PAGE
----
By Samantha Pak
Northwest Asian Weekly
Dec. 7 marks the 80th anniversary of Pearl Harbor. And while it’s been eight decades since the Japanese attacked the Oahu naval base, comprehensive information about Japan’s role in World War II is still hard to find in the west.
Takuma Melber is working to address this with his book, “Pearl Harbor: Japan’s Attack and America’s Entry into World War II.” The book, originally released in German in 2016 and translated into English last year, centers the Japanese perspective—a point of view that is often missing from western history books—providing a fuller account of the war, its background, and consequences.
For Melber, a lecturer at Heidelberg University’s Centre for Transcultural Studies in Heidelberg, Germany, his interest in highlighting the Japanese side of the war comes—in part—from his half-Japanese, half-German heritage.
Born and raised in Germany, Melber learned a lot about the Germans’ role in the war in school. The country’s educational system doesn’t shy away from events that don’t put Germany in the best light, such as Adolf Hitler’s rise to power, the Holocaust, and the atrocities the country was responsible for during the war. Growing up, Melber also learned about World War II from his German relatives, who told him stories about his late grandfather who fought in the war and died when Melber was very young. He also had German schoolmates who shared stories about their grandfathers who fought in the war.
But learning about the Japanese side of the war was more difficult. Melber said in Europe, as well as in the United States, the world history that is taught in school tends to be very western-centric. Students learn very little Asian or African history and what they do learn, he said, is from a western perspective—usually starting with colonialism. So information about Japan’s role in World War II can be difficult to come by, Melber said. And even though his Japanese grandfather was also a soldier, serving in the Japanese military, he also died when Melber was very young and much of his story has been lost.
Melber said many of the Japanese accounts of the war—and what is taught in Japanese schools—contain a victim narrative, focusing on events such as the United States’ bombing of Hiroshima and Nagasaki, rather than cases in which the Japanese were perpetrators of violence. Melber said there may be a cultural element in play here, with the Japanese not wanting to lose face and admitting to something that would make them look bad, but in his opinion, this approach is completely lacking. And this is what prompted his desire to learn more and share what he’s learned to paint a fuller picture of the war, with an emphasis on the Japanese perspective.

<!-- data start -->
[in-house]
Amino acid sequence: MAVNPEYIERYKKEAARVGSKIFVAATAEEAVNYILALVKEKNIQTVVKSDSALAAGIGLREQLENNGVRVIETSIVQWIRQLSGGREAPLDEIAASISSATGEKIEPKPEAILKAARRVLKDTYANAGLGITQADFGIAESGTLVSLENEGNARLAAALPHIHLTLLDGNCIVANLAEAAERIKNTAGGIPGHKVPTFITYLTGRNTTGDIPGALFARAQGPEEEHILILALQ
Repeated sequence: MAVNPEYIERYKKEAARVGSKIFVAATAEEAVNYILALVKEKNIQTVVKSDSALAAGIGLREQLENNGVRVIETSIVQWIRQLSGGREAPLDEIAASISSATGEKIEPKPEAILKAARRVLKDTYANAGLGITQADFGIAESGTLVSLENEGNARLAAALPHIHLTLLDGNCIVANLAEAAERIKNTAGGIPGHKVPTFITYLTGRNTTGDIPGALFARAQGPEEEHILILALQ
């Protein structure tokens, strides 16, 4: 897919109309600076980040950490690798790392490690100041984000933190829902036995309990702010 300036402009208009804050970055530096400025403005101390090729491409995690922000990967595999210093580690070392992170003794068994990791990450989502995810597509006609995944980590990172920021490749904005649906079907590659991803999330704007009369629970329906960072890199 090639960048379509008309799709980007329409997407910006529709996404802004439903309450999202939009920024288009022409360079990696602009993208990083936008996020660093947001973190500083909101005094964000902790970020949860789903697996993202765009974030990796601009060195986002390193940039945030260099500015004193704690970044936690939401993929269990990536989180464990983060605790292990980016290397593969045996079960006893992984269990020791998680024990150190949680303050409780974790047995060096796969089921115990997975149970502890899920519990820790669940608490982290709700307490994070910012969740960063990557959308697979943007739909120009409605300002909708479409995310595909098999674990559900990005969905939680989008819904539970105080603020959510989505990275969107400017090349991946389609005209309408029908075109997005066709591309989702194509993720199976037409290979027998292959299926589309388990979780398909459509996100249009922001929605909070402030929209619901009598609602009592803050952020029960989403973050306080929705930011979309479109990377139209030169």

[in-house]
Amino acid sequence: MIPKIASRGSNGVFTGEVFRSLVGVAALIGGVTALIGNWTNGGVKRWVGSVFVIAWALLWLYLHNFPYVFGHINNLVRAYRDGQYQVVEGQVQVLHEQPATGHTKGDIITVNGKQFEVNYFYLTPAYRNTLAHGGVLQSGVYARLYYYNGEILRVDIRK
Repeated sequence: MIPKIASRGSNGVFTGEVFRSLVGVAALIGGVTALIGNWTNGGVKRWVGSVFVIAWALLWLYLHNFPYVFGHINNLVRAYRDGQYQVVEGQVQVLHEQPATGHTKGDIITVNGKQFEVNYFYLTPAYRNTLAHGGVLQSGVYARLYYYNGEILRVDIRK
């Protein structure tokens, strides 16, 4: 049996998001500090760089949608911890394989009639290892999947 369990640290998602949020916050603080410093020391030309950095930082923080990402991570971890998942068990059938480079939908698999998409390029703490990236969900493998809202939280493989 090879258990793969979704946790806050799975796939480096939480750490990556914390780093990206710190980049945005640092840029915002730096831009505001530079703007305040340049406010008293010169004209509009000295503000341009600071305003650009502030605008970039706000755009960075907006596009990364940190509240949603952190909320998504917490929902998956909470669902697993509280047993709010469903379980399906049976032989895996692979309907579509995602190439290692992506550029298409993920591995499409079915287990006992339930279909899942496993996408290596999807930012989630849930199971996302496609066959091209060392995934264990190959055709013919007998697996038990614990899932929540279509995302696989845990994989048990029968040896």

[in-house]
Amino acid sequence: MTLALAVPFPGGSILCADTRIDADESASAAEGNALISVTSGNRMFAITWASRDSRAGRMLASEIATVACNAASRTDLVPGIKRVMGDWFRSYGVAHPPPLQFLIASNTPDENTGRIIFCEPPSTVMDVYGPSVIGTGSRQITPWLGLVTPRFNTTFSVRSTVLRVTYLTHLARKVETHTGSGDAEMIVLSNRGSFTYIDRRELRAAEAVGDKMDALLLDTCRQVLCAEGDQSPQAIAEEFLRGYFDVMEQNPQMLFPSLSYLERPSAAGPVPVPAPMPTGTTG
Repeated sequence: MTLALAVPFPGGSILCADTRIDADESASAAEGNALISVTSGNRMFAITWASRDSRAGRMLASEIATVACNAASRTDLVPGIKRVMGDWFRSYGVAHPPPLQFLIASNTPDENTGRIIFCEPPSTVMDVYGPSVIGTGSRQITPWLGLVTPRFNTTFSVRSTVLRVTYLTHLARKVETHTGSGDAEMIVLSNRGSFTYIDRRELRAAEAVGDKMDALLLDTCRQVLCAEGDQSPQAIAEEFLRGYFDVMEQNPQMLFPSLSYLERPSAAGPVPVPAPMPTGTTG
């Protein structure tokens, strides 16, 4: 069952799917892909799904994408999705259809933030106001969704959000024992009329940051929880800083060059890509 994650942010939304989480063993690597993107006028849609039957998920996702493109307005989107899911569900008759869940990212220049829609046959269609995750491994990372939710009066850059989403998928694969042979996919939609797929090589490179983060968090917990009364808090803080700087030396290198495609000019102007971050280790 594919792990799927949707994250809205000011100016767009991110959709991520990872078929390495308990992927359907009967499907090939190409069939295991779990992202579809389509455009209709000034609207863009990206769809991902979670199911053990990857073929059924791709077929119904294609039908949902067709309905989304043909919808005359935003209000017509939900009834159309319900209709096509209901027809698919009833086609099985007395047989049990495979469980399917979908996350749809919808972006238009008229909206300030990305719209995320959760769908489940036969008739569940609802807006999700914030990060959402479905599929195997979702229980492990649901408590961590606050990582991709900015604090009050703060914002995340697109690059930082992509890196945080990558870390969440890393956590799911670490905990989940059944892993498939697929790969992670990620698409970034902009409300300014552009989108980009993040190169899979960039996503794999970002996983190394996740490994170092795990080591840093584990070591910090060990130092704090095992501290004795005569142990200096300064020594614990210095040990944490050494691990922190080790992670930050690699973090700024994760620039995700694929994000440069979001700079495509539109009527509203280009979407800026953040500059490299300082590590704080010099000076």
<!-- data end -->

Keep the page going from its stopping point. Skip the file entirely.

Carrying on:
In “Pearl Harbor,” Melber wanted to tell the story of the battle from Japanese actors’ side—from soldiers and pilots, to diplomats and politicians. It wasn’t an easy task. Direct sources such as oral histories and interviews with survivors were not available.
“It can become tricky,” Melber admitted about trying to talk to Japanese people about World War II and Pearl Harbor, specifically.
In addition, many Japanese written sources are not translated into western languages or the translations are not complete.
Despite this, and his book’s very specific focus, Melber worked to present an objective and thoroughly researched account—relying on secondary sources—to deepen readers’ understanding of the battle that led to the United States to join World War II.
One takeaway Melber had from his research was how factors such as Japan’s war with China, starting in 1937, and the United States’ oil embargo at the time hit the country hard and led Japanese leaders at the time to feel they had no choice but to attack the United States. With information like this, which gives a more well-rounded picture of the war, Melber hopes readers learn to think beyond the black and white and realize nobody is all good or all bad.
“I think we can learn from this for nowadays and also for the future,” he said.
For American and other non-Japanese readers, Melber said it’s important for them to learn the Asian side of World War II, and for Japanese readers, it’s important to get a more complete account of the war.
In general, Melber said there needs to be more voices and points of views included in the story and hopes that his book contributes to the international research of World War II—because it is an international story. He said people tend to think too nationalistically, but if they had less of an “us versus them” mentality and were really willing to work together as one world community, global issues like climate change would be easier to solve.
Samantha can be reached at firstname.lastname@example.org.